The mobile web has led to an exponential increase in start-up activity. Apps are, often, cheap to develop and easy to launch. You don’t need a huge team of programmers and designers. You don’t even need to be able to do the programming or design work yourself – it can be outsourced efficiently to other parts of the world. Entrepreneurialism has never been so simple to get started with.
Steve Blank’s advice to “get out of the building”, however, is even more pertinent in this environment. When the barrier to entry is low; competition is very high. There are more than 700 apps released every single day of the year and if you want to rise above the pack – you need to develop a product that will sell.
What is “Get out of the Building” About?
Author/Copyright holder: steve blank. Copyright terms and licence:Fair Use.
Steve says that too many start-ups focus their efforts in the wrong place. They look at selling products that they’ve thought of to a market that they believe exists. This isn’t a recipe for success it involves too much assumption. And if you assume – you make an ass out of U and me… which may be a touch trite but it’s not all that far off the mark either.
A better approach is not to get involved in sales or design at the beginning but rather to get involved with customer research. That means “getting out of the building” (which can be either literal or metaphorical) and meeting potential customers and learning to understand what problems they are looking to solve in their lives. When you understand their problems, you can design solutions to those problems that are meaningful and cost-effective. This, in turn, increases the chance that when your products (apps) are ready to launch that people will want them.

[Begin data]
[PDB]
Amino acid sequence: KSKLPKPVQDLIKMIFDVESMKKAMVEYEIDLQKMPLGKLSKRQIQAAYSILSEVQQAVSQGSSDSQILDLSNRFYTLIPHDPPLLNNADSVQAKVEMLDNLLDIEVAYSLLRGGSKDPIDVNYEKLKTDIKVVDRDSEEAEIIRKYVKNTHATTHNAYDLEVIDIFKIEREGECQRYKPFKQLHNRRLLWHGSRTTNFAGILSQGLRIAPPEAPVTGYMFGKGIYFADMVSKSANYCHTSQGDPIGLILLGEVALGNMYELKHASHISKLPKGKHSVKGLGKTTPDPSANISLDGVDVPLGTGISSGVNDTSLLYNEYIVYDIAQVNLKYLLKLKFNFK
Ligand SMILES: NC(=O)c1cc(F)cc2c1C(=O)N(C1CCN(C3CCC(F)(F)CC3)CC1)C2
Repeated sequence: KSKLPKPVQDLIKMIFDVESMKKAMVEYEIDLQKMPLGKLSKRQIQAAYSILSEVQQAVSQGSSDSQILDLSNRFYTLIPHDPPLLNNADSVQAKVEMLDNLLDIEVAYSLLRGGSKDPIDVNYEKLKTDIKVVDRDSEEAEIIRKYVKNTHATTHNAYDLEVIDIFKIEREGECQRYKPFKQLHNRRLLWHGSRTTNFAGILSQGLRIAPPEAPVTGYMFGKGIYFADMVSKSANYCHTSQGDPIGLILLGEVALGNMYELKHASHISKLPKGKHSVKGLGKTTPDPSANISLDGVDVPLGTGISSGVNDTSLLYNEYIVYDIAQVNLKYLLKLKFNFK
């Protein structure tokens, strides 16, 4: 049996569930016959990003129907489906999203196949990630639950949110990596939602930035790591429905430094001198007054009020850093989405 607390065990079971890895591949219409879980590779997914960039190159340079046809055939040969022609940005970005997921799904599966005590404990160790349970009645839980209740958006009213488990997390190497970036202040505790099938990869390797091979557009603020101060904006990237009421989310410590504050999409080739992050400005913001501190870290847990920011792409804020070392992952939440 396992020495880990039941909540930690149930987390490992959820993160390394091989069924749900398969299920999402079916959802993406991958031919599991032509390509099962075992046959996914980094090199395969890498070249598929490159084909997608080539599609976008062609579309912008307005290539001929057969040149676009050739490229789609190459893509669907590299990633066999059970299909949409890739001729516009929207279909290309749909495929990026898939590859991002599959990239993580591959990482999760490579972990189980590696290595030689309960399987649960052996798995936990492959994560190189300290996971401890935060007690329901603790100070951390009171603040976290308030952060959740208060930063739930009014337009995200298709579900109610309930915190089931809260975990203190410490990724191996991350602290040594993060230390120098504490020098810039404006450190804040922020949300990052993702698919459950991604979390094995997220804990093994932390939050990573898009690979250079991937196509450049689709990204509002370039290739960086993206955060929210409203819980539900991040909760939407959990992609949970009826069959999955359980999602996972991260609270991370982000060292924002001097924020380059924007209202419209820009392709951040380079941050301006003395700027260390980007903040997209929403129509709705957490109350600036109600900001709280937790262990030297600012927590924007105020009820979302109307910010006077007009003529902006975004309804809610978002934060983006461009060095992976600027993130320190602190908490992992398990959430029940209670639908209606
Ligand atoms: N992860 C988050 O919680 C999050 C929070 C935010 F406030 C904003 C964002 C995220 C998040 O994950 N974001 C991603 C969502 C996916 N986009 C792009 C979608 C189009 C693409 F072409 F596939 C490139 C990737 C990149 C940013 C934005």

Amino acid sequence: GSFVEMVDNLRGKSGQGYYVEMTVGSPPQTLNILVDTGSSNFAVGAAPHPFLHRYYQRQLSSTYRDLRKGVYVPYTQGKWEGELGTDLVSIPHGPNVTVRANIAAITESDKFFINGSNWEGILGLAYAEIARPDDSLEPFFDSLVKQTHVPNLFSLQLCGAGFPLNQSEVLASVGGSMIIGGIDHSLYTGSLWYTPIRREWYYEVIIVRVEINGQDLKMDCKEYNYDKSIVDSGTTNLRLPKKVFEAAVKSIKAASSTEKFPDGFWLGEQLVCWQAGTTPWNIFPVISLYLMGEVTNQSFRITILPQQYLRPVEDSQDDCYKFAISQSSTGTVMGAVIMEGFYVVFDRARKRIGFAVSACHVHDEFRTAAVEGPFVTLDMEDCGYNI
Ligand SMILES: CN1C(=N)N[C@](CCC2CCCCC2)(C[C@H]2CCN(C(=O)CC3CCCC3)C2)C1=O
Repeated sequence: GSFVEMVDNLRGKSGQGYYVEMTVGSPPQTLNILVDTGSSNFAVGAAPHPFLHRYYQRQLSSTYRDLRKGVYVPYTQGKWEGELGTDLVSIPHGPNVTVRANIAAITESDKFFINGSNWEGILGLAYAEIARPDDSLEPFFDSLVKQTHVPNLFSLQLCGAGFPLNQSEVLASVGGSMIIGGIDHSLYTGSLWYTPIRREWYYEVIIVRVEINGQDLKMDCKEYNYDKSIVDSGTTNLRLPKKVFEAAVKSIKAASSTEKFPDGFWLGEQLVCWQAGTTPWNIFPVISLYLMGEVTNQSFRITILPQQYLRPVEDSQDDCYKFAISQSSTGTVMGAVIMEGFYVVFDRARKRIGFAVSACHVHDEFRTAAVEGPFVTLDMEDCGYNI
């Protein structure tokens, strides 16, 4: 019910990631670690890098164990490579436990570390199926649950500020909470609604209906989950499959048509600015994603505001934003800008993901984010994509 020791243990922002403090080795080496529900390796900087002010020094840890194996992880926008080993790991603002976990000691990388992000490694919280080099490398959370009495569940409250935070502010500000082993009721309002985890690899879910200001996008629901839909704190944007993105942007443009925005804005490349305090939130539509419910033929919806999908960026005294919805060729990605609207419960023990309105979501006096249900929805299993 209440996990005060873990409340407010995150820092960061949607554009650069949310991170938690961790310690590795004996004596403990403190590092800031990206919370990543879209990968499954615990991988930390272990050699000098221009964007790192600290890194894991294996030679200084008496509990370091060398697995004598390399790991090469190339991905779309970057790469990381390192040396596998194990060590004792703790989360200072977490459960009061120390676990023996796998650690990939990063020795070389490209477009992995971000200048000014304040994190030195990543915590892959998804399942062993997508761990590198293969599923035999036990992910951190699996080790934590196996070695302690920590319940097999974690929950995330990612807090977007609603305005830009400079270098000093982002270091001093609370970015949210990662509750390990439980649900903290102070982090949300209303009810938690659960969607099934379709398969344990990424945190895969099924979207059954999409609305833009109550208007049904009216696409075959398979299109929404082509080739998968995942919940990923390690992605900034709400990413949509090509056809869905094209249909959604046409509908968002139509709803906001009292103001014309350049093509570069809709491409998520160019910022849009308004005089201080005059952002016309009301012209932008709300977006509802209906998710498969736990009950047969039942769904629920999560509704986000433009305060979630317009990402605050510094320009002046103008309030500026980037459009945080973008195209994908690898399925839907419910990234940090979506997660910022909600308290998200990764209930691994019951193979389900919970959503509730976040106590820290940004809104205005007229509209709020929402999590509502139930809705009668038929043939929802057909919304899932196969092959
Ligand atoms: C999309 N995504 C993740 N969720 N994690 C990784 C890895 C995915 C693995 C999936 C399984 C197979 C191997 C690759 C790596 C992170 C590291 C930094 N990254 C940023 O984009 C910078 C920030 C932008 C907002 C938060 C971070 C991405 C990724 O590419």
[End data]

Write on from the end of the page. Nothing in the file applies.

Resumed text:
You may be thinking “but I don’t know any of my potential customers” but fortunately that’s not the end of the world. We can find our potential customers on LinkedIn, on their company websites, through our personal networks, etc. The joy of an always connected world is not just that there’s opportunity for app developers but also that there’s opportunity to connect quickly, easily and cheaply with nearly anyone we want to.
Steve indicates that it’s best not to go looking to talk to CEOs and C-suite execs but rather to find the users who will drive the need for our products. It’s mid-level managers and those at the coalface doing the work who will best understand wide-scale issues and need solutions for them.
Author/Copyright holder: Shimer College. Copyright terms and licence: CC BY-SA 2.0
A Simple Approach to Customer Research
Getting out of the building doesn’t mean heading out to talk to customers with just a vague intention to chat. You need to have a methodology in mind. Here’s a simple one that can help as suggested by Google Ventures:
1. Plan Your Questions
Before you start making appointments, decide on what you want to know. Put together a list of questions that can help focus on assumptions you’ve made. But don’t be afraid to let the interviewee take you off-piste; you can find that the most important problems aren’t discovered through your questions but rather through information that the potential-customer volunteers.